Your Tom Cruise Week Winner: We made this movie with Stanley Kubrick! But there was no room to analyze or respond to the disclosures; they were there only to cultivate fodder for the movie.
Rumors of the interminable shoot plagued the movie. And its eventual reception could be best described as befuddlement. Not that Raphael knew that: It was just one example of a series of odd choices by the director that Raphael observed.
In a stinging piece for The New Yorker in , Raphael recounted his curious experience with Kubrick. In the fuzzy exchange that follows, Alice offers a confession: Last summer, while on a family vacation, she saw a handsome naval officer she was so intensely drawn to that she would have, she believes, thrown her life away to be with him. She never took step one to consummate the fantasy, she explains. But the revelation is enough to unmoor Dr.
Harford, who almost immediately begins a long night of profound sexual weirdness. First comes a confession of love from the bereaved daughter of a dead patient. Then, a pleasant encounter with a quiet, dangerous sex worker.
And finally — plink-plink-plink-plink — that inimitable illuminati sex party. And when the good doctor is discovered as an intruder, a self-sacrifice from a mysterious young lady is the only thing that saves him from what we assume would be certain death. Sixteen years later, the question persists: What is this thing? Eyes Wide Shut walks a line — for all its sights and sounds, it presents no actual infidelitous copulation from either husband or wife. We get to see Kidman roll a joint from a stash she keeps in a Band-Aid container in her medicine closet, and later rip cigarettes while downing cookies and milk.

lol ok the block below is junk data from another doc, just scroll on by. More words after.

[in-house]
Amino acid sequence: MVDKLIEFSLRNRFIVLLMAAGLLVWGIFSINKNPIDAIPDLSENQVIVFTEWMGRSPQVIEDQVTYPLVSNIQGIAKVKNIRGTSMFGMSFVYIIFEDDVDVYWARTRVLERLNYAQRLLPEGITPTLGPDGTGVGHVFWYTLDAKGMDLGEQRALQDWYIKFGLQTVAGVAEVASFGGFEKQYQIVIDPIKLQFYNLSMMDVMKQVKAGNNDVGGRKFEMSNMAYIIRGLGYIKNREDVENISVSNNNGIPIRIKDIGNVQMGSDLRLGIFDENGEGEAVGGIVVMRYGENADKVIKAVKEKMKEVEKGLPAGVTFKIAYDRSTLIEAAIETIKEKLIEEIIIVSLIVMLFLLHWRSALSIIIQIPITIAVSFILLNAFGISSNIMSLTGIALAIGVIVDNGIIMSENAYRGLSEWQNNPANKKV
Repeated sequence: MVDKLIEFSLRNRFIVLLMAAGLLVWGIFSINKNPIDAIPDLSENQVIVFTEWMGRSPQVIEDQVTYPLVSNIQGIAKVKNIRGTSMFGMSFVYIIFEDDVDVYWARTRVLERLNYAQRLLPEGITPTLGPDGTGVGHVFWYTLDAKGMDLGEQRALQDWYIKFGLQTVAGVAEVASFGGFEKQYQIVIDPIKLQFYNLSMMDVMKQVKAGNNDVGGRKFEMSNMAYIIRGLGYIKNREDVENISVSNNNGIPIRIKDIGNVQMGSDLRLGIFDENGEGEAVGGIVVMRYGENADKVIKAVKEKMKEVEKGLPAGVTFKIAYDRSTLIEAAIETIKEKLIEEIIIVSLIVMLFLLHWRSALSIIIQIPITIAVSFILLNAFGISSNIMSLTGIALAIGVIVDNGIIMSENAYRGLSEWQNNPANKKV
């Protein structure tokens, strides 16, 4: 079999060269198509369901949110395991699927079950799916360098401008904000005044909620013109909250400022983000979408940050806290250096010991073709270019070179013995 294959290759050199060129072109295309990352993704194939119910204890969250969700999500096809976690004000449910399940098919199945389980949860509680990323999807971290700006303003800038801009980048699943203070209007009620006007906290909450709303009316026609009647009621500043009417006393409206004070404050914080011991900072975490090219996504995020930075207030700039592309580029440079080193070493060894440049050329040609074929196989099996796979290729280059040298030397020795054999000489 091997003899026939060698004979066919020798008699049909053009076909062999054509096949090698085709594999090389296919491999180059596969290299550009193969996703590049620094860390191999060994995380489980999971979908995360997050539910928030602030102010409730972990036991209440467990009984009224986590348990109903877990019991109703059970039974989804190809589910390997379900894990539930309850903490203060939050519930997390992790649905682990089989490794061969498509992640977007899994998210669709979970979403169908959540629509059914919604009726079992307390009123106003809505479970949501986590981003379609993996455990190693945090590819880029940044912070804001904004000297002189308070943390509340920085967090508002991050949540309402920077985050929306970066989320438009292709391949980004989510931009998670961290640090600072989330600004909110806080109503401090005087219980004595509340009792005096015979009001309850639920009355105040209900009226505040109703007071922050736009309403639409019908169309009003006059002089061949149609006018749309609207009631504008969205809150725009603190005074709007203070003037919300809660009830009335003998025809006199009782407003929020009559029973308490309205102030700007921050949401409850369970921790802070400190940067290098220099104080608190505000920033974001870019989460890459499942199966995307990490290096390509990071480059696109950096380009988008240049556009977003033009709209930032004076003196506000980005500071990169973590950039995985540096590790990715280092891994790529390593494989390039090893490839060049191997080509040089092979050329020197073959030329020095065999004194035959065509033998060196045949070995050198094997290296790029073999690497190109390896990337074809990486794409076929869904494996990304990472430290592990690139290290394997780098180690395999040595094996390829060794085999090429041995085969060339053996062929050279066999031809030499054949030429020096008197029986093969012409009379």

We get to see the director Sydney Pollack in a rare performance, wearing only pants and suspenders, showing off the gloriously hairy chest God gave him.
And we see that orgy. Rendered in full, there is a certain silliness that is unavoidable. At your next dinner party, encourage guests upon their arrival to use the only password that matters.
The most common knock on Cruise as an actor is that he is shiny, bright, and artificial. But if we can define his plasticity here as endlessly moldable, then so be it. In her book Tom Cruise: The repetition — at one point, Cruise did 95 takes just walking through a door. The ulcer he developed on set and kept hidden. The blatant emotional manipulation. Milich, to open up his costume shop in the middle of the night. For a character often criticized as a cipher, this is Harford at his most actionable: He needs to get to that sex party.
Appropriately, it has a bitter coda: Milich ultimately willingly conspires in the pimping of his daughter. Over and over, Kubrick cut Serbedzija off, bluntly explaining how execrable he was just a few sentences into each take. And he put on my tape from the audition. And he was laughing. Watching this tape, he was laughing. Tom was watching [for the] first time and he was laughing too. To be really crazy. And I started to play games with [the] whole world. He was watching me, laughing from his eyes.
So there is something that is more than acting. Some real madness, you know? He [was] really a magician. In that woozy opening party scene, Bill Harford is Tom Cruise. Not long after, in a wonderfully long, weed-stoked marital spat, Kidman menacingly drawls an accusation at her handsome doctor husband: Cruise gave everything to Kubrick.
He let him into his marriage. He lent him his movie-star charm and he let him smash it into a million pieces. As the director and actor Todd Field, who played Nightingale, memorably said of Cruise on set: Cruise has never said as much, never even suggested as much. And over the next decade, he would have the gall to gamble again — brilliantly, in the cases of Magnolia and Collateral. He was being this simple man. Who becomes his eventual illuminati sex party tipster.